5,518 employees of Morrisons whose data was disclosed by the actions of Skelton on 12 th January and 13 th March 2014 claim compensation both for breach of statutory duty (under Section 4(4) of the Data Protection Act 1998) and at common law (the tort of misuse of private information, and equitable claim for breach of confidence). The claims are put on the basis that Morrisons has both primary liability for their own acts or omissions, and secondary (vicarious) liability for the actions of one of their employees harming his fellow workers. In respect of the Data Protection Act, primary liability is said to be absolute or strict, rather than a qualified liability only arising if Morrisons failed to observe appropriate standards: but if it should be held that the Act does not impose an absolute liability, it is asserted that in any event Morrisons failed to observe those standards and is liable on that alternative basis.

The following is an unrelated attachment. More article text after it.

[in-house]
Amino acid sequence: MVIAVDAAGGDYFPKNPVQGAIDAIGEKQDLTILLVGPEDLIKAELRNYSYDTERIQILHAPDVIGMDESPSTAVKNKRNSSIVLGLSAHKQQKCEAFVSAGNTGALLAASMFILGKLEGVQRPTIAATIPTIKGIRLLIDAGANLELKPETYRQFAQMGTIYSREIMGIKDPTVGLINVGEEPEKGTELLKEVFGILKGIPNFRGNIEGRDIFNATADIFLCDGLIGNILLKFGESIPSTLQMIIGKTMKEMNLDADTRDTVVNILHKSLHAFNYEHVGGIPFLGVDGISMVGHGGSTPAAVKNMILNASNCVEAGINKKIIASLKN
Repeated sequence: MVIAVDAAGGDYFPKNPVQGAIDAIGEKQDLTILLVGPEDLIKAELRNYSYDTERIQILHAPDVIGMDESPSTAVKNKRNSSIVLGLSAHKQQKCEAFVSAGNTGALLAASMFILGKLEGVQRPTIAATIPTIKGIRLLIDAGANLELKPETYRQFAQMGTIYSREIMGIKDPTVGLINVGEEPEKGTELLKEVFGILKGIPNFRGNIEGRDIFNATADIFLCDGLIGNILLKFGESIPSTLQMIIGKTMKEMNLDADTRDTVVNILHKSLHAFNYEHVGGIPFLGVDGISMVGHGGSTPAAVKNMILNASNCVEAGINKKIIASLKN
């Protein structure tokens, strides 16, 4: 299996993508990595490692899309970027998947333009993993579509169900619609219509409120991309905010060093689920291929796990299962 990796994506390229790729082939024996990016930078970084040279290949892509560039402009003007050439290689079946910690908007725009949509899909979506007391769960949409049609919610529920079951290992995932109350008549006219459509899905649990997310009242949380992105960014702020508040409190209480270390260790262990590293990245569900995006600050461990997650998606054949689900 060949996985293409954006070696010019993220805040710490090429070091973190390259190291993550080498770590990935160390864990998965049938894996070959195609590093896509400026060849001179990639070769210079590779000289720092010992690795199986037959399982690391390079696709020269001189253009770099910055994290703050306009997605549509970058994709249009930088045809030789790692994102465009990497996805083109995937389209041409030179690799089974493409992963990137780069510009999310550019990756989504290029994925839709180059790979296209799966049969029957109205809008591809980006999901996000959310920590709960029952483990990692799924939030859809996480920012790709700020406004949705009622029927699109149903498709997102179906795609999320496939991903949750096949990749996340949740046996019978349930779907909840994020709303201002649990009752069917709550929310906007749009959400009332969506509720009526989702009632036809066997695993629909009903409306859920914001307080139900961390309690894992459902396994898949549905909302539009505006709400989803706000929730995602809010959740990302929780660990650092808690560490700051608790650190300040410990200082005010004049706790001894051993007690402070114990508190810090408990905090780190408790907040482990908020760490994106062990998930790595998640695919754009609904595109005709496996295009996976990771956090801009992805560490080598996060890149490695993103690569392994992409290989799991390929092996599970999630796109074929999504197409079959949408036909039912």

The trial has been concerned only with liability. If the court should find in favour of the Claimants in respect any of their heads of claim, quantum is to be assessed later. Similarly, although in their pleadings the Claimants sought an injunction to prevent Morrisons further disclosing the private and confidential information of the Claimants, and an order under Section 14(4) of the Data Protection Act 1998 blocking each Claimant's personal data, neither was pursued before me. Accordingly, since most of the facts were not in dispute (having been clarified by the criminal trial and conviction of Skelton) the hearing before me proceeded without any of the Claimants being called to give evidence: they knew little if anything as to how or why the disclosure happened about which they were in a position to give first-hand evidence. That information lay in the hands of Morrisons, and the force of any criticism of what happened, supportive of a case that Morrisons failed to observe applicable standards, depended on evidence called by Morrisons. Accordingly, Morrisons called evidence from five members of senior management of Morrisons (the evidence of a sixth, Ms Crossland, was taken as read).